The new Browning and Bushnell camera traps are both using 12V systems, which means video length is limited at night to 20 seconds and 15 seconds per clip respectively. However, the camera’s improved recovery rates this year means they will re-trigger again in around 1 second, if the PIR sensor is tripped.
We strongly recommend using Lithium batteries to get the most from the above cameras (and any others for that matter) – it makes a huge difference.
Be warned – this video quality is only on the new 2018 Browning Recon Force Advantage and Spec Ops Advantage cameras, not the previous and now discontinued Platinum & Extreme versions.
This is always a difficult category – camera traps don’t offer the same quality of picture as DSLR or high-end digital cameras, and different users prefer different cameras. However… we think this year the best photos come from the Browning Strike Force Pro XD.
This Pro XD range from Browning is new for this year, and offers dual lens technology – one lens handles day and the other night. This has an advantage as to be sensitive to IR light and daylight in one lens often means compromising on quality – and these dual lenses aim to remove that compromise.
With photo quality, we also consider how good the camera is at eliminating motion blur, where an animal is moving quickly or suddenly. This always used to blight certain models. Browning seem to have got this cracked for the main part, especially on their low-glow cameras (low glow LEDs emit more IR light, so shutter speeds can be faster).
Most camera traps at this stage offer good photo quality though. Just check out the below from a Recon Force Advantage, from our project with Bioterra in Croatia;
The Pro XD range are a step up from the HD Pro range, and offer slightly better trigger speeds too – actually the best photo trigger speed that Browning currently offer at about 0.15 seconds. That said, the Strike Force HD Pro is still a great and affordable camera for photo work, and a chunk more affordable.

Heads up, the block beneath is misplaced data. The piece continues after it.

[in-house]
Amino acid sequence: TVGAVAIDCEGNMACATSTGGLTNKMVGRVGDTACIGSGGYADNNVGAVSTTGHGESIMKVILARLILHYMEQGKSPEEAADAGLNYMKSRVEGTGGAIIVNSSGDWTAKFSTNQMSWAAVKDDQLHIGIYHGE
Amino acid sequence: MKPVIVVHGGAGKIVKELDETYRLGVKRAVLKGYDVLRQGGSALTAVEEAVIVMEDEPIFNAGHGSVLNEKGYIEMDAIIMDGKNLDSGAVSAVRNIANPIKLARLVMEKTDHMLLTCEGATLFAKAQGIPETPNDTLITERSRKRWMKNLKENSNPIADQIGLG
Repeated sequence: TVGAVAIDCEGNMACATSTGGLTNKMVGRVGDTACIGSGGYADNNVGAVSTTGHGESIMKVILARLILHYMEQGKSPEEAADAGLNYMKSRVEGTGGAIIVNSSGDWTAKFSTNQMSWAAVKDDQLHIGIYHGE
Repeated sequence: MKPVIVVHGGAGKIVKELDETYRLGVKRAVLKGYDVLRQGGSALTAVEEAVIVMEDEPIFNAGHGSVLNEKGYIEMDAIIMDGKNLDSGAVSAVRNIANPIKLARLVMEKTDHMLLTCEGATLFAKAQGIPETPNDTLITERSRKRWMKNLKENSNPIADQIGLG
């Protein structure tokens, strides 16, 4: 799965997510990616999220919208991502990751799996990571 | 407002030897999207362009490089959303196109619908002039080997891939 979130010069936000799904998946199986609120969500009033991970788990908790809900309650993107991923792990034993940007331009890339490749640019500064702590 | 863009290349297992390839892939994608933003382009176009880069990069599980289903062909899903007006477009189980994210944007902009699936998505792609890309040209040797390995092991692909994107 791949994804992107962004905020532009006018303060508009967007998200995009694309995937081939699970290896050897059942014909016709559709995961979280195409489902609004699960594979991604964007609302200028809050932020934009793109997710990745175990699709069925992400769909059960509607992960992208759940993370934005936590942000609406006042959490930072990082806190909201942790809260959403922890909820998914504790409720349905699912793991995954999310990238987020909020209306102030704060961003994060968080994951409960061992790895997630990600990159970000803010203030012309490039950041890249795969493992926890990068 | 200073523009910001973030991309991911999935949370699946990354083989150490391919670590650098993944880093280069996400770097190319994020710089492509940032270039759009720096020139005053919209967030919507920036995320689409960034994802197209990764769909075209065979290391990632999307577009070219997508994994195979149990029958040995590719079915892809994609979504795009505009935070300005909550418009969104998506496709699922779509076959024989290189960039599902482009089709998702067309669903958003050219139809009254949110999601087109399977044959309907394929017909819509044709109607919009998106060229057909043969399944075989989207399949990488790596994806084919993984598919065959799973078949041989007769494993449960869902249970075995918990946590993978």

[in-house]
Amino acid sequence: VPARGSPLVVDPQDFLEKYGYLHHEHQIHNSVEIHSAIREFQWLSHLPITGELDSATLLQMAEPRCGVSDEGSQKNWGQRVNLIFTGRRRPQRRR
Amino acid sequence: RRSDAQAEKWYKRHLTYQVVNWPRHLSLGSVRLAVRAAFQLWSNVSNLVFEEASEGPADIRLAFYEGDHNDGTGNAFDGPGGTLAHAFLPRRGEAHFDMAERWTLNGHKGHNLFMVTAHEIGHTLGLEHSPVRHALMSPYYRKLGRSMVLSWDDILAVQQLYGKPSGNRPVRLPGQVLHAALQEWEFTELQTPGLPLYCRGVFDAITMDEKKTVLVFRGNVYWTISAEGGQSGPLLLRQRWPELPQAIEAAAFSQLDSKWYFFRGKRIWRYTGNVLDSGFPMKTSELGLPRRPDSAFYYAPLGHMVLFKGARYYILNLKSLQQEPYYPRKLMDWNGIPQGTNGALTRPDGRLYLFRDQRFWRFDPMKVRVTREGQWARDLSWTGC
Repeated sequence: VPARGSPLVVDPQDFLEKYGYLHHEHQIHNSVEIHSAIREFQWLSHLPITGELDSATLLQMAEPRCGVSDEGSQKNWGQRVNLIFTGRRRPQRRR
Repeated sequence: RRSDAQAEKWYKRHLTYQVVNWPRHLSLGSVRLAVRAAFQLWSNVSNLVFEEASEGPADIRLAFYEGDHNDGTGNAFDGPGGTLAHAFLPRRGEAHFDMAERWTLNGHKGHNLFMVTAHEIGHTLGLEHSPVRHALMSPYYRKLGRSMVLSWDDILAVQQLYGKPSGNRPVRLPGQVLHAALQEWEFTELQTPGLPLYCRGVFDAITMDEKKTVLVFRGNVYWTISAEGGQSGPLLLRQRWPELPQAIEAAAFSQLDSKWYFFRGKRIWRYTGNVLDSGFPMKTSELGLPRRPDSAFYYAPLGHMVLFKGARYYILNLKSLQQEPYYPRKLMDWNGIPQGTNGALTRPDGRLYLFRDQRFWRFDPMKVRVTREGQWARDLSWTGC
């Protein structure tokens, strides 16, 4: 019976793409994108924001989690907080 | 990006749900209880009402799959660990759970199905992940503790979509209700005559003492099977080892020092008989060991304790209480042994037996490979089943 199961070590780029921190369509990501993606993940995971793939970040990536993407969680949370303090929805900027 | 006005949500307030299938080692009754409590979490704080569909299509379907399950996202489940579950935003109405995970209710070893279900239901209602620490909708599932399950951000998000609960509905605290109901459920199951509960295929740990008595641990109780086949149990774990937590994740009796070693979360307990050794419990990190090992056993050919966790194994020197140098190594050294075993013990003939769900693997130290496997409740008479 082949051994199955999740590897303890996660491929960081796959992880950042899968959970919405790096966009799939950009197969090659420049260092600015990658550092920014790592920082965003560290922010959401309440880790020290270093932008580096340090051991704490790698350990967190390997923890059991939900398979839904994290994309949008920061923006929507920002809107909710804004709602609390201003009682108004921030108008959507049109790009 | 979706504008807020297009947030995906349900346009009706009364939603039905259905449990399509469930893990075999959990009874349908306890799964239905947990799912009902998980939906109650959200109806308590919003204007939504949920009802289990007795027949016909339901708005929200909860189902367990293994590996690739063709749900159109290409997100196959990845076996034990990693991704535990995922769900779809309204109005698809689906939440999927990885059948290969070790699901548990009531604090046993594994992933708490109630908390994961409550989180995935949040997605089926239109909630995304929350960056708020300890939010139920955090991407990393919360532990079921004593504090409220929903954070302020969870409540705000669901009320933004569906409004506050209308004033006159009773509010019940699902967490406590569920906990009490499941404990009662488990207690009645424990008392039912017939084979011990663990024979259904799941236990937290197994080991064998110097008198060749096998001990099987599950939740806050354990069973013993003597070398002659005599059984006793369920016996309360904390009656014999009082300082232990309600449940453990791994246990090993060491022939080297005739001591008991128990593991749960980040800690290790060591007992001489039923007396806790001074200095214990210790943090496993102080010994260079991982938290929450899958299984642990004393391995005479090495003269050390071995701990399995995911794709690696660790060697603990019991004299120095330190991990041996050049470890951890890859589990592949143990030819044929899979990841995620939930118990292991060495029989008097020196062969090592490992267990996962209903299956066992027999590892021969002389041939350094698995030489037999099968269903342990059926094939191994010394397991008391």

The Pro XD cameras do have all the features that make the HD Pro range great – a moveable steel bracket, excellent battery life due to the new type of IR emitters, a colour screen and very small size.
There are a couple of cameras from different manufacturers still to come out this year, and we’ll update this section if anything changes…
The SpyPoint Force 11D and Solar still claim the top spot here for photos, with trigger speeds of 0.07 seconds – but there are lots of cameras within touching distance now. The Browning Strike Force Pro XD for example is at 0.15 seconds, the Bushnell Aggressors at 0.14 seconds, and the Browning Strike Force HD Pro at 0.3 seconds. All of these are incredibly quick cameras in photo mode.
The photo quality on the SpyPoint’s is by no means the best at night however compared to some of those trail cameras that are slightly slower.
For video, there are still lot of cameras in the similar area – however we’re giving it to the Browning Recon Force and Spec Ops Advantage cameras, at 0.4 seconds. It’s not just the speed, but they have the quality to follow it up. No point having a faster camera if the results aren’t good enough.
The Strike Force HD Pro again needs a mention however, with 0.4-0.5s video trigger speeds as well. The Strike Force Pro XD however is a touch slower for video, at about 0.7s.